Influence: What does it mean?
Very recently Social Media guru, Brian Solis, raised up a storm by saying that “so called tools to measure the standard of influence on social media do not actually do what they claim to be doing.” Social media influence needs to be defined more accurately, so that better tools can be developed to give a more precise score, than those available on tools like Klout or Kred.
In a single sentence Brian Solis rejected the context in which the term ‘Influence’ is used. He said Klout does not measure your influence but instead tells you about your ‘Capacity to influence’ on social media. There is no way that your social media interactions can be measured to determine the actual extent of your influence on your social capital.
Brian Solis also defined ‘Influence’ as “the ability to cause effect, change behaviour, and drive measurable outcomes online.”
6 Factors of influence
Now if you try to assess any available tool to measure influence by the definition, you may find none of them giving you a clear result. But if we break down three tools, based on some parameters of influence, we can figure out what to term as useful and what to pass off as irrelevant. Let’s take a look at three tools used to determine social media influence on the basis of 6 factors laid down by Michael Wu in his article.
||Klout style and topics tells you about one’s expertise on subjects and the level of engagement in general, across all channels||Kred shows ‘Kredibility’ in a particular community and not topic. Your Kredibility increases if people from those communities re-tweet or reply to you. This is action driven. The more mentions you have, the higher your Kred score.||Rather simplistic approach based on the activities of your social capital. Sprout social gives an Engagement and Influence bar.|
||Does not clearly state the level of engagement on individual social networking platforms||Takes only one medium (Twitter) into account.||Gives an in-depth analysis on individual social mediums|
|Target’s likelihood to be influenced|
||It somewhat gives you an idea as to whether your posts are relevant to the target audience or not||Your post could target anyone and the score may not be relevant to your area of expertise||Does monitor your posts whether they are focused or relevant|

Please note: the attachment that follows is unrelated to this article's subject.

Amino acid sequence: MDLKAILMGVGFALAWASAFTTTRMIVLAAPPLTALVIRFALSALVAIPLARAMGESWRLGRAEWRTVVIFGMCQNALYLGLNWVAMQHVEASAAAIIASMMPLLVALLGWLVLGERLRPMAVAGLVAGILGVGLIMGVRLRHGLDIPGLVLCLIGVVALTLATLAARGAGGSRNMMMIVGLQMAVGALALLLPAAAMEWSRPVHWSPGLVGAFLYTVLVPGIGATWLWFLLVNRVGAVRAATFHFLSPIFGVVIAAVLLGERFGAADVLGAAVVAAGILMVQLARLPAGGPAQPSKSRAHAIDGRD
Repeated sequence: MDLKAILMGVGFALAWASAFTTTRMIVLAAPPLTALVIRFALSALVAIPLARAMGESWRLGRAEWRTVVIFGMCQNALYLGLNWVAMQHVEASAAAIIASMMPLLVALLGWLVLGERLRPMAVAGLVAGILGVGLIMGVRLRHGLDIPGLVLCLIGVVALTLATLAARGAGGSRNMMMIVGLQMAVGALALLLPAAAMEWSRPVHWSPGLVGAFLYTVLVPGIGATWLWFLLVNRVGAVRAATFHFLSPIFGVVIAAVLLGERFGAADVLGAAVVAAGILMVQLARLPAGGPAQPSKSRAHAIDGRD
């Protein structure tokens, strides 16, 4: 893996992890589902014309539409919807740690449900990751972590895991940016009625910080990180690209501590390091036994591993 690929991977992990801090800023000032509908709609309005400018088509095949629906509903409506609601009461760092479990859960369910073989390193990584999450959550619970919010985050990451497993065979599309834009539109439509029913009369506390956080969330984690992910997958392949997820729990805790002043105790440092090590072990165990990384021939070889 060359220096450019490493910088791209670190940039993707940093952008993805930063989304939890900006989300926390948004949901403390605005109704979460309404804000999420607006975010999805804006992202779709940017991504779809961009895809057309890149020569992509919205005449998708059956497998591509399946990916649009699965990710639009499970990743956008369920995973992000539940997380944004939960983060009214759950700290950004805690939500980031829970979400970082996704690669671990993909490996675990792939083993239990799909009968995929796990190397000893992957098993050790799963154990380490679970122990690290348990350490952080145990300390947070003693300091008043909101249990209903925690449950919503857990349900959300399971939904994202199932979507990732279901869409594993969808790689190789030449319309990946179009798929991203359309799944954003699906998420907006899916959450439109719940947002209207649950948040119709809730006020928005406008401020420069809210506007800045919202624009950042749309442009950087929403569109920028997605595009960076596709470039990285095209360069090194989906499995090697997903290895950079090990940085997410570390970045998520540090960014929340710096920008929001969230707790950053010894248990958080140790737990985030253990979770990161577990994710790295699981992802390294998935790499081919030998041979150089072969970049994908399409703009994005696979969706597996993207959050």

||Is Real time but does not give insights on the right timing of the posts||Gives limited information on the trends and timing of posts||Better analysis of the timing of posts on various social networks but not so accurate with the tracking|
||No data||No data||Limited insights|
||Depends on the user getting enough K+ from others on topics that are relevant||Similar to Klout. Depends on Kred+ received from the target audience||Does compare the levels of influence and engagement with others but the algorithm is never fully known.|
With this comparison between three influence measurement tools, out of which one is a paid analytics tool, we can conclude that the actual influence on social media is far from being perfectly evaluated. Most agencies who are trying to assess the outcome of their campaigns still have to go through multiple tools and matrices to define the ROI in terms of brand influence.
We on the other hand have come up with our own set of parameters to help you decide which tools can best be used to figure your campaign’s effectiveness.
|Parameters||Hootsuite||Sprout social||Kred||Klout||Radian 6|
|Number of Channels||Multiple||Multiple||1||Multiple||1|
|Cost||Basic – Free
Pro account – $5.99/Month
|Pro – $9/Month
Business – Starting $39/m
|Free||Free||Basic Account $600/month|
In most cases having a Hootsuite account is enough for accessing social media influence. Coupled with Facebook insights and page analytics, a tool like Hootsuite or Sprout social can help you determine the influence of your social presence. Tools like Kred lack the broader spectrum, however can be useful if your engagement relies solely on Twitter. Klout does make better sense when one needs a definite score on reach, amplification and style of engagement, although there’s no looking for explanation behind the scores. Tools like Radian6 are sophisticated but the issue of the validity of the insights remains a question, even though it’s quite expensive.
A word of advice? Always use a combination of quantitative and analytical tools to chart out the right matrix, to show your clients; in order to address the ROI measurement of your next social media campaign.
Written by Koustubh Bhattacharya for Image Management